Researchers may never fully pin down specific molecular tracks left by sexual exclusivity, sexual accessibility, sexual attractiveness, and emotional devotion, the strung-together quartet of human sexual strategies painstakingly identified by evolutionary psychologist David Schmitt. But, there is logic in the concept that the brain houses the mind, and the mind functions as interpreter of the slim space between our inner selves and the outside world we deal with in every moment of our lives. For biology's parishioners, the scientists in pursuit of those molecules, the mantra is "I wouldn't have seen it if I hadn't believed it!" rather than "I won't believe it until I see it." What makes the science of sex so alluring and so challenging is what makes biology, not physics, the twenty-first century's hottest and most complex science. Because unlike in physics, where a knowledge of mechanical and particle characteristics and behaviors leads to working models and provable causes (e.g., we stay rooted to the Earth because of gravitational force), in biology causes are never the sum of the parts, but rather the sum of parts interacting in particular organisms at a particular time in a particular environment. No one has seriously challenged Copernicus for centuries; evolutionary biology is still a "theory" to a majority of American citizens. Indeed, scientific information can arguably never tell us what is always or absolutely true; it can only, as biologist Ernst Mayr concluded after eight decades of inquiry, approximate what is possibly or probably believable.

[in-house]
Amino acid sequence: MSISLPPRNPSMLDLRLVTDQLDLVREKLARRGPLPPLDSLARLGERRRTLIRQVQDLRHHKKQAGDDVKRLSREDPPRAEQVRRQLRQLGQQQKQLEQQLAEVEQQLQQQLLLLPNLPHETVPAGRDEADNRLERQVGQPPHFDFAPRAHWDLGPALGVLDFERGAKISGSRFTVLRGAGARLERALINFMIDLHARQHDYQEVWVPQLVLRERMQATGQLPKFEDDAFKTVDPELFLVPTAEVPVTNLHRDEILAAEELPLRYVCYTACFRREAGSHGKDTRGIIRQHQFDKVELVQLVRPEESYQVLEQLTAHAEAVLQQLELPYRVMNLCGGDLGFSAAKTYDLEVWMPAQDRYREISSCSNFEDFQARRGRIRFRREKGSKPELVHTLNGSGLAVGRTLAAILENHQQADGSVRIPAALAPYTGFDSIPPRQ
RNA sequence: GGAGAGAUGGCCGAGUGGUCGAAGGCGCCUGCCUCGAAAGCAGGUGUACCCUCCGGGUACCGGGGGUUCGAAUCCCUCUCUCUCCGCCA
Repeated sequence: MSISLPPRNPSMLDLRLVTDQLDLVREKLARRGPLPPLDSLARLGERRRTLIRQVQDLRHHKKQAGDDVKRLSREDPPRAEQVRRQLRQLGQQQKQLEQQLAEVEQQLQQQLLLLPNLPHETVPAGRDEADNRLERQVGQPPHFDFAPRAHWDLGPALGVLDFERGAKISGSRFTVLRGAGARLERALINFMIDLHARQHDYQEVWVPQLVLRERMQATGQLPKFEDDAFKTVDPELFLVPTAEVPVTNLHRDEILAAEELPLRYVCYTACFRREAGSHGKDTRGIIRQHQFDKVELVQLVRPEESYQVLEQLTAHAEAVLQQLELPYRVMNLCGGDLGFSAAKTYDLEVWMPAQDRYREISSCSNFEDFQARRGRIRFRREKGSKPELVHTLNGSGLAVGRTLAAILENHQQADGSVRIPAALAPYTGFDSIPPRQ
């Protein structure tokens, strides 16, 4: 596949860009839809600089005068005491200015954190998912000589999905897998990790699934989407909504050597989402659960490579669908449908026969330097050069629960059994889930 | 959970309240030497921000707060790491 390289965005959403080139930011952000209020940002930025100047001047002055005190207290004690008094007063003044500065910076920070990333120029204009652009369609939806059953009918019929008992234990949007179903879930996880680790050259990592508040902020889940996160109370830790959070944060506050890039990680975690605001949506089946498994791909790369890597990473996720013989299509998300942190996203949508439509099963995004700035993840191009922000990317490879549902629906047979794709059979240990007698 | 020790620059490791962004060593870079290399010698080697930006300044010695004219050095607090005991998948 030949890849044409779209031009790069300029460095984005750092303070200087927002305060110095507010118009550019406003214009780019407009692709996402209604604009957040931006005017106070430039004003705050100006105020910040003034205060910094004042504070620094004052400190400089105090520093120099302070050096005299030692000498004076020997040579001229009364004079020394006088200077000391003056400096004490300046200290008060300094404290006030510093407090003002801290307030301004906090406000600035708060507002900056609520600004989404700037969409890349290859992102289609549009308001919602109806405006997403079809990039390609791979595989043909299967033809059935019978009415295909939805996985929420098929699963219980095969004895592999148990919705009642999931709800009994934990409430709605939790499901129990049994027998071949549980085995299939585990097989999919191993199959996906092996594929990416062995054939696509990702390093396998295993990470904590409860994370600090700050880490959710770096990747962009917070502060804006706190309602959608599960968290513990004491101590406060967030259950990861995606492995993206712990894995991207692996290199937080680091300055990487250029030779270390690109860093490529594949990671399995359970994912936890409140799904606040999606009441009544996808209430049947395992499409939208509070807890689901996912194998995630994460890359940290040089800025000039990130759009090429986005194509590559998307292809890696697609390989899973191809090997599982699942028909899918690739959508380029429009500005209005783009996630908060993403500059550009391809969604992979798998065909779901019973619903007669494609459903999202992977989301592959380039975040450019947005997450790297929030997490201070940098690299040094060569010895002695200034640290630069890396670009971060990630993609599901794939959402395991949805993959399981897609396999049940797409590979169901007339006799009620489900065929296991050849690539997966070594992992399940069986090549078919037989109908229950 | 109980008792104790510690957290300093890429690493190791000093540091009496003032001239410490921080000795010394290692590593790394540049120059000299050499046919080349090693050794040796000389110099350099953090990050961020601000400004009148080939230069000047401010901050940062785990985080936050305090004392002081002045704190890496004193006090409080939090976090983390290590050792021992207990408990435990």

That scientists get, for now, believable, even cogent answers that occasionally stand the test of challenge and analysis, time and reason is amazing, and I have tried to faithfully tell their stories. They in turn have relied on the mostly involuntary subjects of the story of sex: people and animals on whom experiments are made or who themselves are experiments of nature — the diseased and disordered and "different" across a zoo of species. Besides the humans, homage must be paid to prairie voles, whiptail lizards, red-sided garter snakes, Japanese quail, songbirds, possums, chimps, lobsters, blue-headed wrasse, one-celled algae, wild and inbred mice, rats, roaches, and dozens of other species who have "donated" their brains and bodies to science. After all, evolution has no direction toward perfection or superiority, so there's no way to say what is the best or more advanced model from which to draw lessons about the biology of human behavior or human nature. But I am persuaded by those whose work dominates sexual biology that there has perhaps been too little appreciation of how parallel are animal strategies — biological and emotional — for working out the "problem" of sex and too much emphasis on our self-consciousness to explain our sexual selves. Just as we did not evolve opiate receptors in the brain to enable addiction to heroin, we have not evolved as sexual beings to enjoy sex. Nature's driving force does not particularly "care" if we have love with our sex, or multiple orgasms, only that we successfully replicate. "If Arnold Schwarzenegger never has a child, in fact if he does not have a lot of children, then in terms of evolutionary fitness, he is a 90-pound weakling," notes molecular biologist Shirley Tilghman of the Howard Hughes Medical Institute at Princeton University.